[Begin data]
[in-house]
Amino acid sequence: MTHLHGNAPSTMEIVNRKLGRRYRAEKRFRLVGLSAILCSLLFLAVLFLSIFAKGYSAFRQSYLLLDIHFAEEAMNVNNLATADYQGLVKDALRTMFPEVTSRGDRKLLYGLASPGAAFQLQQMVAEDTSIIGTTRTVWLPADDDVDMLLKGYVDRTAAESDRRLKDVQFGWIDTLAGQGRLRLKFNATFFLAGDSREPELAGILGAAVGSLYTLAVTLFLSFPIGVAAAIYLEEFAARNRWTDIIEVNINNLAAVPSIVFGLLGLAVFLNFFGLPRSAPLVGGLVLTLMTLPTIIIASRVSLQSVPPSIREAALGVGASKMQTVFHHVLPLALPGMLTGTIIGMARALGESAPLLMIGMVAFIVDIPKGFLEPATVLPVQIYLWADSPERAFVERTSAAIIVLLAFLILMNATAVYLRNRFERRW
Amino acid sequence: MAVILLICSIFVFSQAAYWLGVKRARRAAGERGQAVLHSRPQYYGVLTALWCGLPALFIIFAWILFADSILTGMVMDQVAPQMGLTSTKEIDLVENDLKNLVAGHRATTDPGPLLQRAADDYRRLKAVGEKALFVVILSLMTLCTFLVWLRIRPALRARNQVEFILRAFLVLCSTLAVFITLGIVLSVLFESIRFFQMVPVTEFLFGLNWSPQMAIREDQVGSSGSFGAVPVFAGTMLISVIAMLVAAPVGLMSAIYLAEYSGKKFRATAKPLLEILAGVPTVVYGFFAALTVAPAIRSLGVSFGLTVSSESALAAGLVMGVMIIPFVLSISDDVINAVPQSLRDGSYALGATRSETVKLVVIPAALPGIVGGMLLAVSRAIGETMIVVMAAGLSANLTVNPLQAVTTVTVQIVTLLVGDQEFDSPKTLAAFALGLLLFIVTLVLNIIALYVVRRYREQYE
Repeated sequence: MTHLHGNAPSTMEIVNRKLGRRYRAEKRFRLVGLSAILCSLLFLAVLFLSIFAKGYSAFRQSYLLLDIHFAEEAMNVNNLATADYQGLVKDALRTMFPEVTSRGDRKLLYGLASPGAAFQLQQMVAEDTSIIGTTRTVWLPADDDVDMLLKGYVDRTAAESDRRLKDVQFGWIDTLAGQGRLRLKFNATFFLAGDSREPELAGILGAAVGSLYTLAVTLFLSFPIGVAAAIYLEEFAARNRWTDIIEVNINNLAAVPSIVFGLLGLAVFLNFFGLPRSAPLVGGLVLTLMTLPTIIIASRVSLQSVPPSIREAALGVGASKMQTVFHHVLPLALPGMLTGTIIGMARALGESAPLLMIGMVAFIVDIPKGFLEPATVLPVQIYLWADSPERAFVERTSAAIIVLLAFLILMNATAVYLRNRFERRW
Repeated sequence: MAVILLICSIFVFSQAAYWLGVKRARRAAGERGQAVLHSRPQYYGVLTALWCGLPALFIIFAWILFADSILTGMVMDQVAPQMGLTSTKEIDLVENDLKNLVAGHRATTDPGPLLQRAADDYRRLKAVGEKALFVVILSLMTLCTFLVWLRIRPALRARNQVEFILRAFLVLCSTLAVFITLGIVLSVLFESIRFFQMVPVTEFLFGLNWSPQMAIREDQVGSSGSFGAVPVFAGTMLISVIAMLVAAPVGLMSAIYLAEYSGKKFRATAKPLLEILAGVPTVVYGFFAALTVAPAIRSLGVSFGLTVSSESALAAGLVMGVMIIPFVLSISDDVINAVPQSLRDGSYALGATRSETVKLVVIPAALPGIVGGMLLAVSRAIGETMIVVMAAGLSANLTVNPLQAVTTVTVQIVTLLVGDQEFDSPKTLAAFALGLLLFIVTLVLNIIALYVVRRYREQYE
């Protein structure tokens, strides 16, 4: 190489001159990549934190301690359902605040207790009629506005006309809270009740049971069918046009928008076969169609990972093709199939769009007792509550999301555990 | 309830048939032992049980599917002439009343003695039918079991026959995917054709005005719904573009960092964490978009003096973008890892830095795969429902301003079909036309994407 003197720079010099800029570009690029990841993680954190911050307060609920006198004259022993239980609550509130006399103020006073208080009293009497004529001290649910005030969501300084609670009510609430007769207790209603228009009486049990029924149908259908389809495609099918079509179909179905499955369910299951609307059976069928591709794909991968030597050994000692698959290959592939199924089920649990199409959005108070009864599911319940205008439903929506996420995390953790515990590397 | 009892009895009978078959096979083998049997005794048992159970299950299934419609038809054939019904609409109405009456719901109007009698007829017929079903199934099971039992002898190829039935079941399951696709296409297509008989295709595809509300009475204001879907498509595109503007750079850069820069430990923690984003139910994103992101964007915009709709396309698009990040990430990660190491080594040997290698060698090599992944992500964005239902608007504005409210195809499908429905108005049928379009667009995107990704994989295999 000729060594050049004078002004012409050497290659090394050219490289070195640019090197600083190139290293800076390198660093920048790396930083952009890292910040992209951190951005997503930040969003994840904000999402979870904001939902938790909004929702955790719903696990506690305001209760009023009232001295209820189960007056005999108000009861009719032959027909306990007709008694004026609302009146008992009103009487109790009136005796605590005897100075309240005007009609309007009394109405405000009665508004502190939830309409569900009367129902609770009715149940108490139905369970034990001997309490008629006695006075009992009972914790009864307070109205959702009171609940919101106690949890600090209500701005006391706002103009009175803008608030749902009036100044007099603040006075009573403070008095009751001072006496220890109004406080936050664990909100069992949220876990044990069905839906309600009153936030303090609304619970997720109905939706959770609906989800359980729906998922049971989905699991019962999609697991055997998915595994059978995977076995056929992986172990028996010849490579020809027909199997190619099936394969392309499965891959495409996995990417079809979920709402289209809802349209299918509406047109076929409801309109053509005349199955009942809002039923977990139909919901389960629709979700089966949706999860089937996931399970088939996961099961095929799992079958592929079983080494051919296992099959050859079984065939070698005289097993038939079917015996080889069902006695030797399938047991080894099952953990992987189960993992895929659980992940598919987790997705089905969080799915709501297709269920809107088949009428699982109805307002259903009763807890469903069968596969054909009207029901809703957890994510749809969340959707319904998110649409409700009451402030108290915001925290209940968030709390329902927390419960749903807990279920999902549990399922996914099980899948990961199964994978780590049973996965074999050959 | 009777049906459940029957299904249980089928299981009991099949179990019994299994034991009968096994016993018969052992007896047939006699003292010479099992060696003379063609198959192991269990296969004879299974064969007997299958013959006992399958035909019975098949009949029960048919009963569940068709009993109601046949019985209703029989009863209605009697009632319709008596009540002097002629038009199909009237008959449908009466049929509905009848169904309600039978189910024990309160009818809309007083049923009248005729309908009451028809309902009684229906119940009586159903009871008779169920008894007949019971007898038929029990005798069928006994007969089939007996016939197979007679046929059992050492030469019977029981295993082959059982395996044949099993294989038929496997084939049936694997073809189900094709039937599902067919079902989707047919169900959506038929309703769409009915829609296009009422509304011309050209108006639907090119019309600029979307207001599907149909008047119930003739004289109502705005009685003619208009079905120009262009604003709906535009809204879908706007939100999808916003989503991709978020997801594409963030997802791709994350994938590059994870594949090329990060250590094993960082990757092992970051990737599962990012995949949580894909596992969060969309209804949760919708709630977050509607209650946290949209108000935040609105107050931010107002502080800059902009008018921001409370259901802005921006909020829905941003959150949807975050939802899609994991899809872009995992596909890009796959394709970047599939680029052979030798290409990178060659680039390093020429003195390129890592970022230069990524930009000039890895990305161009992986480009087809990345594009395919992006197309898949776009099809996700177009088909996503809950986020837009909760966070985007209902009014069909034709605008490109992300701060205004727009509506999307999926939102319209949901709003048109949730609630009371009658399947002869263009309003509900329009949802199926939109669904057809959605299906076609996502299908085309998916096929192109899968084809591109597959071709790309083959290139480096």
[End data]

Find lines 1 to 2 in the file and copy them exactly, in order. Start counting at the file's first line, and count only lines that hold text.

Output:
[in-house]
Amino acid sequence: MTHLHGNAPSTMEIVNRKLGRRYRAEKRFRLVGLSAILCSLLFLAVLFLSIFAKGYSAFRQSYLLLDIHFAEEAMNVNNLATADYQGLVKDALRTMFPEVTSRGDRKLLYGLASPGAAFQLQQMVAEDTSIIGTTRTVWLPADDDVDMLLKGYVDRTAAESDRRLKDVQFGWIDTLAGQGRLRLKFNATFFLAGDSREPELAGILGAAVGSLYTLAVTLFLSFPIGVAAAIYLEEFAARNRWTDIIEVNINNLAAVPSIVFGLLGLAVFLNFFGLPRSAPLVGGLVLTLMTLPTIIIASRVSLQSVPPSIREAALGVGASKMQTVFHHVLPLALPGMLTGTIIGMARALGESAPLLMIGMVAFIVDIPKGFLEPATVLPVQIYLWADSPERAFVERTSAAIIVLLAFLILMNATAVYLRNRFERRW